Coming to terms with progressive hearing loss and preparing for the future

A recent test revealed that Tamara’s hearing has dropped to ‘severe’. Describing it as a ‘scary reality check’, Tamara says she’s realised now is the time to take control and prepare for what could come next. In this article, she shares 3 things that have helped her take those important first steps whilst experiencing hearing loss. 

My experience of progressive hearing loss 

I’ve had a hearing loss for most of my life and I have been wearing hearing aids for 12 years. My hearing loss is sensorineural (SNHL), which means the tiny hair cells in my inner ear responsible for transmitting sound to the brain are dying. In my case, it is happening at an abnormally fast rate. 

It is unlikely that I will ever know the cause, but what I do know is that my progressive hearing loss could one day plunge me into complete silence. This is quite hard for me to contemplate, and my typical coping mechanism is to keep it tucked away in the depths of my mind so I can carry on as ‘normal’. It’s only really when I have my annual hearing tests that the true reality of my hearing loss hits me – when I see the lines on the audiogram positioned several points lower than they did years before, edging closer and closer to the end of the scale, and to the end of ‘sound’. 

“Your hearing loss is getting worse”  

My most recent hearing test was a particularly scary reality check. It revealed that in the past four years, my hearing loss – mainly in my right ear – has fallen from moderate to severe. If the same rate of progression continues over the next decade I will end up profoundly deaf, which means my natural hearing will be all but gone in my right ear. Ultimately, I don’t have a lot of time to continue ‘carrying on as normal’ and this made me realise that I need to be better prepared for how my life could change in the coming years.

woman with hearing loss wearing a cochlear implant

1. Exploring my options: Cochlea Implants and hearing aid technology 

Following my hearing test, the first thing I did was ‘Google’ cochlea implants. Recognised as a next step for those with profound hearing loss, a cochlea implant is an electronic device that ‘manufactures’ hearing by bypassing the damaged ear to stimulate the auditory nerve and send signals to the brain. It involves surgery and several months of rehabilitation, but the success rate is quite high – particularly for adults who have retained some sound memory following a progressive decline of their hearing.  

While I have friends with a cochlea implant (and therefore have seen how valuable they can be for restoring hearing to some degree), reading about them in more depth helped to put my mind at ease and feel less fearful of what’s to come. 

In addition, I booked a follow-up appointment with my audiologist to discuss a hearing aid upgrade and how to ensure I am making the most of the ever-improving hearing aid technology. Bluetooth and various settings mean I can better tune my aids to my changing lifestyle and hearing needs, while specially designed moulds will help to prevent any additional sound loss from the device.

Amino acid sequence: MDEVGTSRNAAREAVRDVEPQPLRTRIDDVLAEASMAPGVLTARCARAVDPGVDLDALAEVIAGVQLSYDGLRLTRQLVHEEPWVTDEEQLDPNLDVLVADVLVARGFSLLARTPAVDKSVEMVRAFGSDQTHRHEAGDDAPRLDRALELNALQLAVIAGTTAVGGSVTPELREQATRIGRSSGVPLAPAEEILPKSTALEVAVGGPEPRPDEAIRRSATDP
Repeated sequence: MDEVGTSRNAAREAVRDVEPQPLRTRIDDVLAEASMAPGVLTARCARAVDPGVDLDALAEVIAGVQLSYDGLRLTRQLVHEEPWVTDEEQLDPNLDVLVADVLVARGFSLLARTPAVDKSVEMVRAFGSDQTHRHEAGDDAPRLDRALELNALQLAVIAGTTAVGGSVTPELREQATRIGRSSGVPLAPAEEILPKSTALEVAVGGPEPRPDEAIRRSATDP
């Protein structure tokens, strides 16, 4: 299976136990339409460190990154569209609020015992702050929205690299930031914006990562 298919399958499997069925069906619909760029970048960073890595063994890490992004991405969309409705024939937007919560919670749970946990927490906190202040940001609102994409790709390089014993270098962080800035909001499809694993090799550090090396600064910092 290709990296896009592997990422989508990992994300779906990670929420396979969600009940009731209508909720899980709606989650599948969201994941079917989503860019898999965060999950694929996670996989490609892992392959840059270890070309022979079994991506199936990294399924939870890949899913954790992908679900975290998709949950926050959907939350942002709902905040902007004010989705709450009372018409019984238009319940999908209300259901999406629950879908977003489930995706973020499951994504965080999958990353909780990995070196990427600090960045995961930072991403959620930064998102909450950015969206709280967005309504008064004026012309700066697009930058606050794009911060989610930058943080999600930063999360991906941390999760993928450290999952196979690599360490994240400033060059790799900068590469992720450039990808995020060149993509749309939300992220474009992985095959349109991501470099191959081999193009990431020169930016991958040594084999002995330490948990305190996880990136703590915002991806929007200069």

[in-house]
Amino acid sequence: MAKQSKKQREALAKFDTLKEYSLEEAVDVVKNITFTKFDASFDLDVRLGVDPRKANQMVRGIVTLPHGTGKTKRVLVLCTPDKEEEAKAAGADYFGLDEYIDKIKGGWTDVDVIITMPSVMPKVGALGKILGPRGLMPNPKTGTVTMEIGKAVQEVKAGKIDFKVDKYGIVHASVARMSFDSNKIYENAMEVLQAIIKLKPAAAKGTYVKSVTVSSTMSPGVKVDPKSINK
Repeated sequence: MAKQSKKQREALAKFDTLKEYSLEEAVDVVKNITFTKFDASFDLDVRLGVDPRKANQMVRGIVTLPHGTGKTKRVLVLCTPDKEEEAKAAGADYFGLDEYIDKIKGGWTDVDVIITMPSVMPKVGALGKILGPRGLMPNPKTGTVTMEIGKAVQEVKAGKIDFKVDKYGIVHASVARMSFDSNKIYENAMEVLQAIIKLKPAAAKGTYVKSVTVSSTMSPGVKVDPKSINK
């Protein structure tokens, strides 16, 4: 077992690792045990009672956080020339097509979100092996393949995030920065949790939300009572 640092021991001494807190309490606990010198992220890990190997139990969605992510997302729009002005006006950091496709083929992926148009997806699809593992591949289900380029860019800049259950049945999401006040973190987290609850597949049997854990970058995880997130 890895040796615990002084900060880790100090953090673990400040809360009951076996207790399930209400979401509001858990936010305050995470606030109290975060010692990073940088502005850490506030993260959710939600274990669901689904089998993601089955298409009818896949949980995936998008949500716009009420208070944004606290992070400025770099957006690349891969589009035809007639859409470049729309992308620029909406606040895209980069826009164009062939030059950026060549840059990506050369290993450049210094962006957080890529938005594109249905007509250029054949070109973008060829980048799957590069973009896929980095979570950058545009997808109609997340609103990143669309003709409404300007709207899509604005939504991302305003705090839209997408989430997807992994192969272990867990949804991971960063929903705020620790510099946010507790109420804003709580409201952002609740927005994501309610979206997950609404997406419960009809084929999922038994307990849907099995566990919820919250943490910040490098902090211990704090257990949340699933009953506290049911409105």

I accept that my progressive hearing loss cannot be fixed by technology, but it is heart-warming to know that technology is progressing enough to make living with hearing loss easier. 

Asian family talking

2) Talking to friends and family 

The next thing I did was to reach out to friends and family. I decided to share my audiograms to visualise the true extent of my hearing loss and how it compares with theirs. I felt it was important for me to be completely open and honest with them, and to make them aware of what my progressive hearing loss looks like, and how much I need their support. 

This has been a huge step as my hearing loss is not something I talk very openly about. Even those closest to me tend to forget I have it as I strive so hard to keep up with a level of ‘normal’ and act like it doesn’t bother me or isn’t a big deal – often to the detriment of my energy levels and wellbeing. I think, in part, this is why I was so shocked to learn my hearing loss is severe – because I tend to disregard it and pretend it’s not too bad. But it is. It’s bad, and nothing close to normal. And I need the support from others to manage day to day. 

3) Realising it’s OK to be vulnerable 

The aftermath of my hearing test was emotional, and several weeks later it continues to weigh on my mind. I’ve spent a lot of time analysing the role my hearing loss plays in my life, and how it could become a bigger challenge for me in the future – affecting my career, my social life, my relationships, my mental health and any milestone that I wish to achieve. While doing research and talking about it has helped, so too has relinquishing the fear of being vulnerable. 

I am incredibly independent and pride myself on being driven, happy and successful in spite of my hearing loss. However, I think a lot of this also comes down to my absolute fear of feeling, and being perceived as, vulnerable, less worthy or able. But these past few weeks have made me realise that it’s OK to feel this way. While I will never fully accept my deafness, I think I can accept to be more open about how it makes me feel, and how it impacts my life. After all, if I need support from others I need to be able to ask for it. 

Read more of Tamara’s articles: 

This article was written by Tamara who works in digital marketing and has a passion for reading, volunteering, eating copious amounts of chocolate, and sharks. She has blogged about her hearing loss and journey to acceptance for the Huffington Post Lifestyle, and is a regular contributor to Deaf Unity:

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